This a repost of mine from a year ago. I repost it because of several reasons – because it is certainly my most memorable Christmas; because I like to continue to thank the US Navy crew who picked me up in Hamhung Harbor on Christmas Eve, 1950; and because too many of us have not been taught about, or have forgotten about, a COLDEST WINTER.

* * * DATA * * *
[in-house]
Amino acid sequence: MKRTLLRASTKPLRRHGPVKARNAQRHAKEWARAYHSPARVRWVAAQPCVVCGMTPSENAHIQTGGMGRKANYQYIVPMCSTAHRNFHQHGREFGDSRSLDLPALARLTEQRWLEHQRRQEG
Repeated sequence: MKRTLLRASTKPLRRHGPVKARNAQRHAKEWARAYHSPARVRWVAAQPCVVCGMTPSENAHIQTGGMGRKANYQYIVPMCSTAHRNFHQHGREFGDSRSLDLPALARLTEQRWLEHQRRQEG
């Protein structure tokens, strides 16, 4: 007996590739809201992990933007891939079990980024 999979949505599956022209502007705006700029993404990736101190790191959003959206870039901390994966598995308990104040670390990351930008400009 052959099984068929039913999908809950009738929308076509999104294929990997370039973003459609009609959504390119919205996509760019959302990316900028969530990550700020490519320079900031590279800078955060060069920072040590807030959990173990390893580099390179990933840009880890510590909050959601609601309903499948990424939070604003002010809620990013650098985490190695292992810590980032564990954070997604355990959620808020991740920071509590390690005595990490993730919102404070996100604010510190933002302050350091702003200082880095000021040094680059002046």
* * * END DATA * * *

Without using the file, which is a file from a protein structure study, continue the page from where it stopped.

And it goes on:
In 1952, after I got lucky and married into the Burnett Clan, we did what most young marrieds did – we planned the best Christmas experience we could. When our three children came along, we always made certain that they enjoyed Christmases to remember. However, there are a couple of special Christmases from the era before children that I remember with great clarity, and they were separated by just two years. I’ll tell you of the second one first. In the Spring of 1951, I was an Army Corporal plucked from my military position near an airfield in South Korea to be a member of the Honor Guard for General Mathew B. Ridgeway, the Commander in Chief, Pacific (who had just replaced General Douglas MacArthur) in Tokyo. Those chosen had to have had combat experience, been awarded a Combat Infantry Badge or a Purple Heart and stand between six feet and six feet, four inches tall. Early in 1952, now a Sergeant, I managed to secure the attention of a young US government intern from Oklahoma, and we went through the rituals… and she said yes. Because I was being transferred home in late December, we had to get busy. Almost at the last minute, everything worked out and we were married by: the Chaplain, the local Tokyo Prefecture (the license is in Japanese) and the U.S. Consul. With but a few days before I was to leave (She had applied to end her contract and would be a month behind), we managed a short leave to be together. On the day our leave was to begin, a heavy package arrived from my Mother in Georgia. It was her first ever attempt at baking a fruitcake, and she had put everything into her effort, including about a quart of bourbon ( A teetotaler- where did she get THAT recipe?) Mother’s special fruitcake made that Christmas special. We were terribly young, a long, long way from home and families, and we had few close friends with whom to celebrate, but we had the blessings of our two families and we had Mother’s fruitcake… We clung to those moments. Two years prior to that Tokyo Christmas, I had experienced a more unusual one, a Christmas not ever to be forgotten. That December 25th of 1950, I and the rest of and my crew of six, (It was a tight tank with open turret and twin 40 mm guns) dug in at the Hungnam city dump, alongside the harbor! For nearly all of December, we had been pulled back to positions in and around Hamhung (North Korea) to cover the withdrawal of all UN Forces after the intervention of a few million Chinese. We had earlier moved from a mountain top further North and had dug in alongside a UN-commandeered train loaded with military supplies meant for our forces. Although the train and the entire area had been wired for explosion, we plundered the train cars for materials to build a shelter to keep out the terrible wind of this “Coldest Winter.” We took stretchers for our beds and each of us took a .45. Day and night, the Battleship Missouri was lobbing shells the size of Volkswagens (they glowed at night) over us and aimed at the unseen enemy). We watched as all US and other UN Forces were taken aboard ships that departed for the South. Finally, the ships were taking away civilians who wanted to flee North Korea. About that time, looking around, we found that we were alone near the beach, except for the Army Engineers preparing to blow up the entire harbor. We remained in radio contact with our Battalion Commander who informed our six- man crew that we would most likely have to destroy the guns on our tank and take a small fishing boat out to one of the few remaining